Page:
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> The prevailing use of self-signed certs on the Internet basically
> destroys the usefulness of HTTPS, since it trains users to simply
> click "add exception" and ignore the scary warnings "because then I
> get the lock icon, which means I'm safe!"
> stop being so effing
> stingy and cough up the $70 for a certificate signed by a CA that is
> in the default trusted bundle of major browsers.
Well, last month we saw reports that one of those "trusted" CAs (one of those preinstalled-in-all-browsers one) signed certificates without *any* check. The example chosen was MOZILLA.ORG (.com? not sure). Few years ago there was the case of microsoft.com cert being signed to a non-MS person.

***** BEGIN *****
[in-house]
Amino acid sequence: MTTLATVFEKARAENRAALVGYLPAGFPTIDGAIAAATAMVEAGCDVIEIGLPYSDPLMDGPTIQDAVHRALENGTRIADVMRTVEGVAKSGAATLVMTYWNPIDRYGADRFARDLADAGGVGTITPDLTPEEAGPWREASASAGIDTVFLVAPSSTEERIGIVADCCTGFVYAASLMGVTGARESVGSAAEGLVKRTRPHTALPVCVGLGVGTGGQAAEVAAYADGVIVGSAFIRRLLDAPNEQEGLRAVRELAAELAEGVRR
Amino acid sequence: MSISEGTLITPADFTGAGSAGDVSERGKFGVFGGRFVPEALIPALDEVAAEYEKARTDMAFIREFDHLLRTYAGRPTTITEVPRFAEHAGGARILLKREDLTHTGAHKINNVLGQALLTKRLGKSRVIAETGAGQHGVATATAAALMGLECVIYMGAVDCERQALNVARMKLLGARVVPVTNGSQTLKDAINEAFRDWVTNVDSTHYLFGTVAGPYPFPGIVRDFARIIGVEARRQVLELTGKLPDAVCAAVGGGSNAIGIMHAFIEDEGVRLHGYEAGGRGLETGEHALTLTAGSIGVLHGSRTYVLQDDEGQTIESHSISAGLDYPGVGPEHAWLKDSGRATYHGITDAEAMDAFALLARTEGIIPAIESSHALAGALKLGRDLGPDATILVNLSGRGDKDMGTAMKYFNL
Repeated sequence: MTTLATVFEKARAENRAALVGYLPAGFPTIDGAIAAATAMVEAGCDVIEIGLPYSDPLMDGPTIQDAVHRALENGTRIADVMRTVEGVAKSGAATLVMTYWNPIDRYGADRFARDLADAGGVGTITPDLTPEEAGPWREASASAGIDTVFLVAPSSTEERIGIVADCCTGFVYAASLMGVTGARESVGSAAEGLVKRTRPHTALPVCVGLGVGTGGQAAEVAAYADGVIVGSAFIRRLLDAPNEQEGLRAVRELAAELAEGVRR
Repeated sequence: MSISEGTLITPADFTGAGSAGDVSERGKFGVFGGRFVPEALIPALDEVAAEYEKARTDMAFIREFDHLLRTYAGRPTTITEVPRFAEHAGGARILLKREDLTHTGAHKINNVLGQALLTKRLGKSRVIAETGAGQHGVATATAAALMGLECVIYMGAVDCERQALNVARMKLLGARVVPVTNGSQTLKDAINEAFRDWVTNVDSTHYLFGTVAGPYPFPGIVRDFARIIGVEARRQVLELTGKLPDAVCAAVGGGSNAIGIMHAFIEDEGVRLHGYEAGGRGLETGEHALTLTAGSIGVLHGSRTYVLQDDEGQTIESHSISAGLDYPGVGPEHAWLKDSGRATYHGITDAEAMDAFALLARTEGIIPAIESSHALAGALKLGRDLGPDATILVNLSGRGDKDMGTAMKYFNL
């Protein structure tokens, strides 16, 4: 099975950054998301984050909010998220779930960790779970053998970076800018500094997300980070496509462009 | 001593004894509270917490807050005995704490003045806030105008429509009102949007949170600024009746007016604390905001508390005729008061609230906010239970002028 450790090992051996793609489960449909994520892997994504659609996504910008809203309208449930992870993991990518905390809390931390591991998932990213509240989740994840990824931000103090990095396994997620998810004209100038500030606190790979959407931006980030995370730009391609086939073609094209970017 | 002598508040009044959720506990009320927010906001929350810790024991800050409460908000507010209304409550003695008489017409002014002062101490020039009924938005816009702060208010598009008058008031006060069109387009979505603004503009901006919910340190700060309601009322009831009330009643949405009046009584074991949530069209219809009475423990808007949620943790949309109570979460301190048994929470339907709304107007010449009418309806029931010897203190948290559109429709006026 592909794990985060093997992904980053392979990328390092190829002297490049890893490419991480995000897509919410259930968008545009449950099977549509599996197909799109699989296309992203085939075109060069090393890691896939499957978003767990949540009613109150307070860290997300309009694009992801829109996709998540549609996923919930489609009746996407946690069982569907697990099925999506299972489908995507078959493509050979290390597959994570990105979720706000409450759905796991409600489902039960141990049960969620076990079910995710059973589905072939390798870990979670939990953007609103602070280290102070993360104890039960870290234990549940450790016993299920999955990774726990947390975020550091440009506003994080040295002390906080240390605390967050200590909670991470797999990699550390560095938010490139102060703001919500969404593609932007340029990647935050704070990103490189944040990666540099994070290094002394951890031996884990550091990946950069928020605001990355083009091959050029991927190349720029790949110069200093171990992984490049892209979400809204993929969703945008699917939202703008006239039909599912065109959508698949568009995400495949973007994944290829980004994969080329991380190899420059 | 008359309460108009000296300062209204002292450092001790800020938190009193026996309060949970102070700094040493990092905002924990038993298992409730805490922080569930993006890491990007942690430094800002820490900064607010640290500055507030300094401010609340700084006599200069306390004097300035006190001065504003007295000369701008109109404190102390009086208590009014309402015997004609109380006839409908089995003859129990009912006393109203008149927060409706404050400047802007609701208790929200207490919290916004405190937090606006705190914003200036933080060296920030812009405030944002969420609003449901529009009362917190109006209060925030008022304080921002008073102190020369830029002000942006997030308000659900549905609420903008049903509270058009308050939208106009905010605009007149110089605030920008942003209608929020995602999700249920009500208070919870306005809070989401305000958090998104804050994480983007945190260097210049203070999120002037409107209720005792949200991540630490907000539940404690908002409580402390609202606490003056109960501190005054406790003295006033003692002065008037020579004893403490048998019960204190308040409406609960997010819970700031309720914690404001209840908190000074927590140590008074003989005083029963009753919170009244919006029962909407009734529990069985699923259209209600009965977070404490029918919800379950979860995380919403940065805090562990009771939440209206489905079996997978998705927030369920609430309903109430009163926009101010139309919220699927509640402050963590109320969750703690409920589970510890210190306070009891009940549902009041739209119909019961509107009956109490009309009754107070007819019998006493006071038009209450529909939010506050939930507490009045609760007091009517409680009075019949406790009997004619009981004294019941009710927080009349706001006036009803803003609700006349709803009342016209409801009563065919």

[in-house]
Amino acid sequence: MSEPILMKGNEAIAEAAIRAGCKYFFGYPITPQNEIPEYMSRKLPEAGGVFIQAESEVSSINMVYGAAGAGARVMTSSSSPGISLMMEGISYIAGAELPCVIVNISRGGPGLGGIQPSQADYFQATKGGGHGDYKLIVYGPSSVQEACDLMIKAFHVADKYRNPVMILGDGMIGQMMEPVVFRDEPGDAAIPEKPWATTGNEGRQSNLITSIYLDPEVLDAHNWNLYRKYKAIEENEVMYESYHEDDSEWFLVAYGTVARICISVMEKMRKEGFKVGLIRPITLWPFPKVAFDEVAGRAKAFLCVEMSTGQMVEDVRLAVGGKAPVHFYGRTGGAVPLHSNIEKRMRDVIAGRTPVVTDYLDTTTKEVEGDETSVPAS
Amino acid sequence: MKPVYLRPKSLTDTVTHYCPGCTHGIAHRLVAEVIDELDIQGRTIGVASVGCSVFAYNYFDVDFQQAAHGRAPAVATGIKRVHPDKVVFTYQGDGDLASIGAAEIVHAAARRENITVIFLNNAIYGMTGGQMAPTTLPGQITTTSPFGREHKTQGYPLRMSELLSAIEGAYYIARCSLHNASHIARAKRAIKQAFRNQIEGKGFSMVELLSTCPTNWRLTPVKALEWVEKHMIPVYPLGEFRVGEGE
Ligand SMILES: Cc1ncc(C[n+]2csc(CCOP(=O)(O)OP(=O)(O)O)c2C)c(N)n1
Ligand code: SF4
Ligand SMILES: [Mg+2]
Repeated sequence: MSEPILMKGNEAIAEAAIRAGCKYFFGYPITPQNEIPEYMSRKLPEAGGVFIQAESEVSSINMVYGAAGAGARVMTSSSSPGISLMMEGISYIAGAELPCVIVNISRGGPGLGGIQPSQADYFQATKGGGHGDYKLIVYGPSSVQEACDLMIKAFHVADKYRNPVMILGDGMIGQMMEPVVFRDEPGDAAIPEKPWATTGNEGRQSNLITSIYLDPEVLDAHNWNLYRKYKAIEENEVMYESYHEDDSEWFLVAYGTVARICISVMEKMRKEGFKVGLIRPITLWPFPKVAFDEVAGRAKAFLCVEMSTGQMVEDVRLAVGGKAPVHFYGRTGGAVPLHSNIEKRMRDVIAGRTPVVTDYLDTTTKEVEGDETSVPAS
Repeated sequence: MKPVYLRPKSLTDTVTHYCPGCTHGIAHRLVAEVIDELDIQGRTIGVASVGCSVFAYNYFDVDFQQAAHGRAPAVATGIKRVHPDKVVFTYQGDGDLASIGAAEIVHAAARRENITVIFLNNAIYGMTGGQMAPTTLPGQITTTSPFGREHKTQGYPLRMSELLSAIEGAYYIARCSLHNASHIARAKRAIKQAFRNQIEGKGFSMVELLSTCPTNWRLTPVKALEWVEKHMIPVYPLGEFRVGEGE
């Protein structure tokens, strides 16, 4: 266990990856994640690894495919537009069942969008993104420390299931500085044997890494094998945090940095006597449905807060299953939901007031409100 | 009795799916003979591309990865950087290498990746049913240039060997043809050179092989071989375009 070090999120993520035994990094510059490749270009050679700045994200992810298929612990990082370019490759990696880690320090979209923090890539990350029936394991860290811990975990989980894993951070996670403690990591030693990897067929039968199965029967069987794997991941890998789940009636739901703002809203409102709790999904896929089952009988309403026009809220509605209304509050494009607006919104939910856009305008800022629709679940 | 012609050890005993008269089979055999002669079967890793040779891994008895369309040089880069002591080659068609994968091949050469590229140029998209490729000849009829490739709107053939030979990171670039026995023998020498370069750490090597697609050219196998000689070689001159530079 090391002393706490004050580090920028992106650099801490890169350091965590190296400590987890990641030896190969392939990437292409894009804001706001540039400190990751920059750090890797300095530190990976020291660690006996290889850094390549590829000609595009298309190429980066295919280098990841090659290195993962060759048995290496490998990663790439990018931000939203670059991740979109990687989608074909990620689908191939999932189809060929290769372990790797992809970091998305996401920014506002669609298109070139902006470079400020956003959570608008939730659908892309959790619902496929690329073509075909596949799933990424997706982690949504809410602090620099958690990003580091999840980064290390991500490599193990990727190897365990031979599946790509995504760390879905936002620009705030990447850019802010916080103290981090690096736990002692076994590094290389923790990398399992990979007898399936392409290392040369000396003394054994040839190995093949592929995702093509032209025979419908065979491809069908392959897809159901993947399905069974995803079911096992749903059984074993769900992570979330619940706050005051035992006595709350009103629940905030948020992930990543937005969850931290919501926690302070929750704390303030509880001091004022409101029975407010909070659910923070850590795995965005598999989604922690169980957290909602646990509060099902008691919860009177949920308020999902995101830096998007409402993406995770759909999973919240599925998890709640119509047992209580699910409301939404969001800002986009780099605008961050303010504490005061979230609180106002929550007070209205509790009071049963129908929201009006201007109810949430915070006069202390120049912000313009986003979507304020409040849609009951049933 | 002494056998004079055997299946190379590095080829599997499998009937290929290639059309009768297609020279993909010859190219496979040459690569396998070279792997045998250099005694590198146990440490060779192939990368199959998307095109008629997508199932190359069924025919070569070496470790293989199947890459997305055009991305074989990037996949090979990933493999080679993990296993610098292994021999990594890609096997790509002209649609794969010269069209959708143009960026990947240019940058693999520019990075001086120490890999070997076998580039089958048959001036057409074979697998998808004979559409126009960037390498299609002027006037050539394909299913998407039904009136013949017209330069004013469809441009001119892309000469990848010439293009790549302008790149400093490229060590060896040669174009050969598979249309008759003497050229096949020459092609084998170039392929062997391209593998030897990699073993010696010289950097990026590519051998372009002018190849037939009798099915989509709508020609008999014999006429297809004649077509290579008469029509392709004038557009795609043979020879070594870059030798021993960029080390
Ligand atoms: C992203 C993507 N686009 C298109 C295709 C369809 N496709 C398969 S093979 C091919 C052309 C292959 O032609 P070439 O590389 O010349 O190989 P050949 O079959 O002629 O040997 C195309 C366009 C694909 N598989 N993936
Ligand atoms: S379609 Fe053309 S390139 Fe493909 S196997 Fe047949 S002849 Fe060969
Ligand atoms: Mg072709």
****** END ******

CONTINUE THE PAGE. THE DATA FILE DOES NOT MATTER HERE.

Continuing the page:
So training the users "lock = safe" or even "green lock = safe" is as misleading as using self-signed certs.
And as browsers usually do not check CRLs, there is no way preventing the use of wrongfully signed certificates short of distributing a "software update" (as was with the MS case). If browsers had a cert cache and checked it similar to SSH, MitM-attacks would be much harder.
Volker -- Volker Tanger http://www.wyae.de/volker.tanger/ -------------------------------------------------- firstname.lastname@example.org PGP Fingerprint 378A 7DA7 4F20 C2F3 5BCC 8340 7424 6122 BB83 B8CB _______________________________________________ Full-Disclosure - We believe in it. Charter: http://lists.grok.org.uk/full-disclosure-charter.html Hosted and sponsored by Secunia - http://secunia.com/